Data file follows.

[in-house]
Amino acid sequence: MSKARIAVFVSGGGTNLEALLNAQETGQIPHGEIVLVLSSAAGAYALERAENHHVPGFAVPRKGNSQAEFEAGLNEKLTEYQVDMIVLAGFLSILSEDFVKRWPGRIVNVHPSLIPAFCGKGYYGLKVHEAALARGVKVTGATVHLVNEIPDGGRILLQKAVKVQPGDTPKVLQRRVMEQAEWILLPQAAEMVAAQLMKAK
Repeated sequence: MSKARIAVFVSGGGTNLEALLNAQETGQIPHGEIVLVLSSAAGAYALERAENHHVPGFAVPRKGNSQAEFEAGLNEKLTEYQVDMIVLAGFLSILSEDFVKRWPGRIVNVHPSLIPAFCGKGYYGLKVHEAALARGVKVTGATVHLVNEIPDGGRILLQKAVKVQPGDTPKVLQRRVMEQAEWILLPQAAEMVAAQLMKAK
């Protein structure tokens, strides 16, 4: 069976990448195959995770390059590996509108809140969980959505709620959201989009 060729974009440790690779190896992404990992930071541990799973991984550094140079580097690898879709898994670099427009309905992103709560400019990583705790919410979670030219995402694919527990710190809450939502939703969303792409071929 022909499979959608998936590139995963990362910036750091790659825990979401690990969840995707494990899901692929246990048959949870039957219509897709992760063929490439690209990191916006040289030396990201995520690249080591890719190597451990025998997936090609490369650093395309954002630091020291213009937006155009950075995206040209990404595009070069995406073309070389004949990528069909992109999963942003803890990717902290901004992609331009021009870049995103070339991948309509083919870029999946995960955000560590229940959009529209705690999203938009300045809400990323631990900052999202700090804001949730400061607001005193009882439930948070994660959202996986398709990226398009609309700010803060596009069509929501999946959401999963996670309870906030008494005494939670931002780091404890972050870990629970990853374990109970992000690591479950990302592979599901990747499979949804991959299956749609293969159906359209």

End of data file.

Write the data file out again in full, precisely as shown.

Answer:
[in-house]
Amino acid sequence: MSKARIAVFVSGGGTNLEALLNAQETGQIPHGEIVLVLSSAAGAYALERAENHHVPGFAVPRKGNSQAEFEAGLNEKLTEYQVDMIVLAGFLSILSEDFVKRWPGRIVNVHPSLIPAFCGKGYYGLKVHEAALARGVKVTGATVHLVNEIPDGGRILLQKAVKVQPGDTPKVLQRRVMEQAEWILLPQAAEMVAAQLMKAK
Repeated sequence: MSKARIAVFVSGGGTNLEALLNAQETGQIPHGEIVLVLSSAAGAYALERAENHHVPGFAVPRKGNSQAEFEAGLNEKLTEYQVDMIVLAGFLSILSEDFVKRWPGRIVNVHPSLIPAFCGKGYYGLKVHEAALARGVKVTGATVHLVNEIPDGGRILLQKAVKVQPGDTPKVLQRRVMEQAEWILLPQAAEMVAAQLMKAK
């Protein structure tokens, strides 16, 4: 069976990448195959995770390059590996509108809140969980959505709620959201989009 060729974009440790690779190896992404990992930071541990799973991984550094140079580097690898879709898994670099427009309905992103709560400019990583705790919410979670030219995402694919527990710190809450939502939703969303792409071929 022909499979959608998936590139995963990362910036750091790659825990979401690990969840995707494990899901692929246990048959949870039957219509897709992760063929490439690209990191916006040289030396990201995520690249080591890719190597451990025998997936090609490369650093395309954002630091020291213009937006155009950075995206040209990404595009070069995406073309070389004949990528069909992109999963942003803890990717902290901004992609331009021009870049995103070339991948309509083919870029999946995960955000560590229940959009529209705690999203938009300045809400990323631990900052999202700090804001949730400061607001005193009882439930948070994660959202996986398709990226398009609309700010803060596009069509929501999946959401999963996670309870906030008494005494939670931002780091404890972050870990629970990853374990109970992000690591479950990302592979599901990747499979949804991959299956749609293969159906359209």